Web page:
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NFL Scouting Combine veterans recall the crazy days

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When the combine hit Indy in 1987, participants included Rod Woodson and Vinny Testaverde. (AP)


INDIANAPOLIS -- Tom Coughlin remembers a serene afternoon in the mid-'80s at the Superdome down in New Orleans.

Coaches would huddle over film banks and players were readily available, milling about the grounds of the old scouting combine without handlers or agents. They were not trained in 40-yard dashes or prepped on interview questions. You could learn something about a kid.

Coughlin talks about it now with a certain longing. It was peaceful then. Organized but loose. A sign that the NFL was growing, but a sign that it would maintain the underground feel that defined the league's first two decades after the merger.

"There's an awful lot that has changed," the New York Giants coach said Thursday.

The event's move to Indianapolis in 1987 -- someone accidentally double-booked the venue in New Orleans with an auto show -- assured the educational weekend trip would continue in its purest state. All alone in the middle of the country with nothing else to do.

But what ended up happening was chaos.

Today, the NFL Scouting Combine has a slick corporate glaze and every matter of business is regimented down to the exact amount of time coaches have to spend with each prospect. (There's literally a buzzer that goes off after 15 minutes.)

Travel back 20 years, though, and lifers describe a carpeted royal rumble. Espionage, deceit and a platoon of interns who endured countless headaches while trying to wrangle players into private meetings.

There were no rules, no time restrictions and no limits for teams that wanted to gain an edge.

"There were fist fights," said Gil Brandt, a longtime player personnel executive with the Dallas Cowboys.

Blame the Giants for all the madness.

That was one theory, because when George Young got a hold of a prospect, the youngster wouldn't leave the meeting room for hours. The Giants were one of the first teams to include a psychological evaluation in their process, which meant, according to some combine vets, a 200-question form on top of health questions.

Ernie Accorsi, the team's GM before Jerry Reese, was contacted for this story, but said he never had any trouble fully interviewing the guys he wanted. That's because the Giants never let them go.

Each team employed a platoon of runners -- usually young scouting assistants -- who would find a prospect and direct him to a particular meeting room where a team was waiting. That meant that, at any given moment, there would be 31 underpaid, sleepless, frustrated 20-somethings waiting for a college football player to pop out of the Giants' room so they could grab him and direct him somewhere else.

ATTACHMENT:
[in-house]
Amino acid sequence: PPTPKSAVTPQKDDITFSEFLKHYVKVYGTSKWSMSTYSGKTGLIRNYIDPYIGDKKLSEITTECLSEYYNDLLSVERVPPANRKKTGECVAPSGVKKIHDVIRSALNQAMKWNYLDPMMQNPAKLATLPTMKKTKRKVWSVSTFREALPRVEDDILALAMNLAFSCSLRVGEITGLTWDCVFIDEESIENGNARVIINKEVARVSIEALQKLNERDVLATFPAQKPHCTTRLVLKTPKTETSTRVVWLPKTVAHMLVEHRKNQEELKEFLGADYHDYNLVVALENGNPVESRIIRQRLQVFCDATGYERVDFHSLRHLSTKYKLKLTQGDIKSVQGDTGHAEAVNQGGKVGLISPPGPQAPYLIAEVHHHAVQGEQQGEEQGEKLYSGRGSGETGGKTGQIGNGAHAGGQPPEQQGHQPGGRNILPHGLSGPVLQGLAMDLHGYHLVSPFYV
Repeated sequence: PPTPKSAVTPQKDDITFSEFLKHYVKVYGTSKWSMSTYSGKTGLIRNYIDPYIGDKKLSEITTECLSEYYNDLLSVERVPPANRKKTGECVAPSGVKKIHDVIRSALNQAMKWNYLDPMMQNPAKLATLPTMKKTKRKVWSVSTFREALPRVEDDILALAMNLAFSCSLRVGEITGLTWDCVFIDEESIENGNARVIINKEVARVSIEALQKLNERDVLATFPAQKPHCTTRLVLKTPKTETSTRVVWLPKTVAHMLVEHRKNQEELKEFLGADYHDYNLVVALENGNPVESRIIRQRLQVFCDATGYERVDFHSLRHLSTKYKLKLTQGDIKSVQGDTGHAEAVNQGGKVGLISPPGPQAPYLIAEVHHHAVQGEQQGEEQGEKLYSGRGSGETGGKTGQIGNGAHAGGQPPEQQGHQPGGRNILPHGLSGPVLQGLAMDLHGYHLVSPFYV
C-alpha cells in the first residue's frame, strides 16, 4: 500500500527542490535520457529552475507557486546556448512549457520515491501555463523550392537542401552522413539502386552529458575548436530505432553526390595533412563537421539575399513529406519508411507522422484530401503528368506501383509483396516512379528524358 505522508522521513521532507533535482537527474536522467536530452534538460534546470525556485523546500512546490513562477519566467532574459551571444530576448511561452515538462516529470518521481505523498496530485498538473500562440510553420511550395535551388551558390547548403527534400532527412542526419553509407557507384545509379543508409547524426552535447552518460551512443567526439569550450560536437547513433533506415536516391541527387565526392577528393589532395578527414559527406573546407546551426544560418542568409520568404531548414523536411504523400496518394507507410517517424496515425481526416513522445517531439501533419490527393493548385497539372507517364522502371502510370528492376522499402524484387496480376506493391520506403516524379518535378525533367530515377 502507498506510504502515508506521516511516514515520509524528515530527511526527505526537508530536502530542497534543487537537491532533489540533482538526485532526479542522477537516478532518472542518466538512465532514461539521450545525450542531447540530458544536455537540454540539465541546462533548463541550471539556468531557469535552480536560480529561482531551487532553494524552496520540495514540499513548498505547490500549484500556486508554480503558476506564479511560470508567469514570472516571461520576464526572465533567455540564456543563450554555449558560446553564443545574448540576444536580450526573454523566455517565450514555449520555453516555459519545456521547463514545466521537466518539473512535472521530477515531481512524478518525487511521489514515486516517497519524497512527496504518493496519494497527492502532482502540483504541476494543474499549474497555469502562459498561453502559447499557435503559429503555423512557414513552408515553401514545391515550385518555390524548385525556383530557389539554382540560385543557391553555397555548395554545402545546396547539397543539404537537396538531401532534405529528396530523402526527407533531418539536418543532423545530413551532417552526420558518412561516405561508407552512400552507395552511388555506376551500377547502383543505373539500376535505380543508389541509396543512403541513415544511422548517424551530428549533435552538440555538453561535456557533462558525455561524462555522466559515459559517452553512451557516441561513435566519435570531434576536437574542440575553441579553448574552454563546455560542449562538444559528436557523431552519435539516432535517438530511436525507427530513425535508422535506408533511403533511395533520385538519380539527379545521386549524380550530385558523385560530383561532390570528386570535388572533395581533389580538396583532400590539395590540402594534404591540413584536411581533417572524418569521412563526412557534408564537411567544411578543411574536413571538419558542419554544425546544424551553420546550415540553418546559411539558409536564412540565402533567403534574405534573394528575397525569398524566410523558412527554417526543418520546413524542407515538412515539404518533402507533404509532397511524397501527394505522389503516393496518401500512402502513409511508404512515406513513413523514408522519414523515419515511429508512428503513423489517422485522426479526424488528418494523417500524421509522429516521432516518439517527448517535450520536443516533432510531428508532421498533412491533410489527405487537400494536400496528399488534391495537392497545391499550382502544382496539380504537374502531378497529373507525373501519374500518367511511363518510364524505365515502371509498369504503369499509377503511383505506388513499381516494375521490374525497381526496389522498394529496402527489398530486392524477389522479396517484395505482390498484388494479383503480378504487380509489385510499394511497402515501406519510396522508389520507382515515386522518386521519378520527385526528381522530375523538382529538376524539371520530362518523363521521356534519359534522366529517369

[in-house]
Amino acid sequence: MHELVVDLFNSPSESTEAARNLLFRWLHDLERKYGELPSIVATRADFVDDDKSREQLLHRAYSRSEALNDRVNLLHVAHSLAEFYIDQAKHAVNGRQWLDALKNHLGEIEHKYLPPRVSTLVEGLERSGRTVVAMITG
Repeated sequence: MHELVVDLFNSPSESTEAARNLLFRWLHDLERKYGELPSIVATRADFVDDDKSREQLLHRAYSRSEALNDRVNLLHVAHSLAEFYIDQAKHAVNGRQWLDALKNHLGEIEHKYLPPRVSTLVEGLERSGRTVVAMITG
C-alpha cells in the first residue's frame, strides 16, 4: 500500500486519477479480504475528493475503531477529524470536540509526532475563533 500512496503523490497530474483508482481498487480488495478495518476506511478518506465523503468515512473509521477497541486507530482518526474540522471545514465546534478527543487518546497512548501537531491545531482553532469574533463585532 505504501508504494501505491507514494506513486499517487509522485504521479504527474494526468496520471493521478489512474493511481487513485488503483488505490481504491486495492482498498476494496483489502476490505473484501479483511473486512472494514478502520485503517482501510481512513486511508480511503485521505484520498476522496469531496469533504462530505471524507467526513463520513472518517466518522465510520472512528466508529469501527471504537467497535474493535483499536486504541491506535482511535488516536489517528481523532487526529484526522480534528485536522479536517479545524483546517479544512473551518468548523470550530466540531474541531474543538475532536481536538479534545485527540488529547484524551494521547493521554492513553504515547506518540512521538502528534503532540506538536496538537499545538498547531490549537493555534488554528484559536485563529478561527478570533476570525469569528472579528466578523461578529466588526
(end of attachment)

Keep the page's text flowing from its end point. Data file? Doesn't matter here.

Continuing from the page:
That's where the fights would start.

"Wow. I have this image in my head of this throng of people waiting outside of a given team's room, and when a player comes out, trying desperately to grab him," said Phil Savage, a longtime NFL personnel executive and former general manager. "And then that same throng following the same player to another room so they don't lose their place in line."

If team officials liked a player they knew was coveted by another club, they would sometimes direct the prospect into an empty room or vacant hallway and hold him there. For hours. This move, referred to by multiple executives, was called a "stash."

The stash served multiple purposes, but the most important was shielding crucial information. Dirt on injuries, personal lives and demeanor were still part of a word-of-mouth business.

Then there was the merchandise grab. Today, players are treated to a regimented buffet of sneakers, workout shirts and other athletic gear. Back then, teams would come armed with boxes of hats and T-shirts: "If you skip that interview with the Cowboys, we'll get you clothing for the whole family!"

"There were more than a few occasions where people got a little testy," former Colts executive and soon-to-be Hall of Fame inductee Bill Polian said. "You were taking someone to interview and another team would swoop in and say, 'Wait a minute, he was scheduled to interview with us.' But that wasn't quite the way it is."

Panthers GM Dave Gettleman, who spent almost two decades as a scout with the Broncos, Bills and Giants, remembers quite vividly one of the worst periods of his life. When asked about the old combine this week, he came alive. This was a source of deep frustration. Nights he'll never get back.

"There was no organization," he said. "Just imagine, my coach tells me, I gotta have (Player A). I find him, and there's six guys following me. So for an hour and a half, I'm chasing this guy around because I've been told I have to get him.

"Picture this. I finally get him. It's 10:45 and I get back to the room and the coaches are putting their coats on. I tell them I got the player, and they say, 'Well, you have to come back tomorrow.' I would say 'I don't think so.' "

When polled about it now, many of the combine veterans wonder what might have been. Who did we miss? What didn't we know? What did our young wranglers actually promise these kids to get him in our room?

Savage is amazed that he used to boss around guys like Eric DeCosta, now a high-level personnel executive with the Baltimore Ravens. The scouting assistants, the knock-around 20-somethings in those sweaty piles, are now inheriting a world that is much different than the one they came up in.

They're grateful, if only for the inner peace they feel when the day is done.

"It's much-better run," Jacksonville Jaguars general manager Dave Caldwell said. "It's very smooth. Everything is on time. Much more productive."

Follow Conor Orr on Twitter @ConorTOrr.

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